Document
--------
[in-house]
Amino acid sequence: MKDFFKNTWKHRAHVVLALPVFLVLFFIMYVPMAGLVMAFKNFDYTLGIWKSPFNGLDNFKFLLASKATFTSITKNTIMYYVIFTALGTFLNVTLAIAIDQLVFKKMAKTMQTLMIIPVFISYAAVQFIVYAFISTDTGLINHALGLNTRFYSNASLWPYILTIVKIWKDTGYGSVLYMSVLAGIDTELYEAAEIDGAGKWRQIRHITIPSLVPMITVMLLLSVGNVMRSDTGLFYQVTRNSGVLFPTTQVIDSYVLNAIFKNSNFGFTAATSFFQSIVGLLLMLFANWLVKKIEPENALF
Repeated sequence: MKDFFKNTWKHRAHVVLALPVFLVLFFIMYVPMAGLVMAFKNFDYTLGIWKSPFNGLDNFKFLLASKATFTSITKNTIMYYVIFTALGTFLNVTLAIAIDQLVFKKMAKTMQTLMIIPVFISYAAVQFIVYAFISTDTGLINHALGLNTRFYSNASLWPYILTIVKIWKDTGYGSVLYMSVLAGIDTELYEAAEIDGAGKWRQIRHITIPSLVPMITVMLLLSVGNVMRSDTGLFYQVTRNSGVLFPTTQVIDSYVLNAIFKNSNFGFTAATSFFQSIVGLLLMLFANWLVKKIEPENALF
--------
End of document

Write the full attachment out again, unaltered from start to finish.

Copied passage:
[in-house]
Amino acid sequence: MKDFFKNTWKHRAHVVLALPVFLVLFFIMYVPMAGLVMAFKNFDYTLGIWKSPFNGLDNFKFLLASKATFTSITKNTIMYYVIFTALGTFLNVTLAIAIDQLVFKKMAKTMQTLMIIPVFISYAAVQFIVYAFISTDTGLINHALGLNTRFYSNASLWPYILTIVKIWKDTGYGSVLYMSVLAGIDTELYEAAEIDGAGKWRQIRHITIPSLVPMITVMLLLSVGNVMRSDTGLFYQVTRNSGVLFPTTQVIDSYVLNAIFKNSNFGFTAATSFFQSIVGLLLMLFANWLVKKIEPENALF
Repeated sequence: MKDFFKNTWKHRAHVVLALPVFLVLFFIMYVPMAGLVMAFKNFDYTLGIWKSPFNGLDNFKFLLASKATFTSITKNTIMYYVIFTALGTFLNVTLAIAIDQLVFKKMAKTMQTLMIIPVFISYAAVQFIVYAFISTDTGLINHALGLNTRFYSNASLWPYILTIVKIWKDTGYGSVLYMSVLAGIDTELYEAAEIDGAGKWRQIRHITIPSLVPMITVMLLLSVGNVMRSDTGLFYQVTRNSGVLFPTTQVIDSYVLNAIFKNSNFGFTAATSFFQSIVGLLLMLFANWLVKKIEPENALF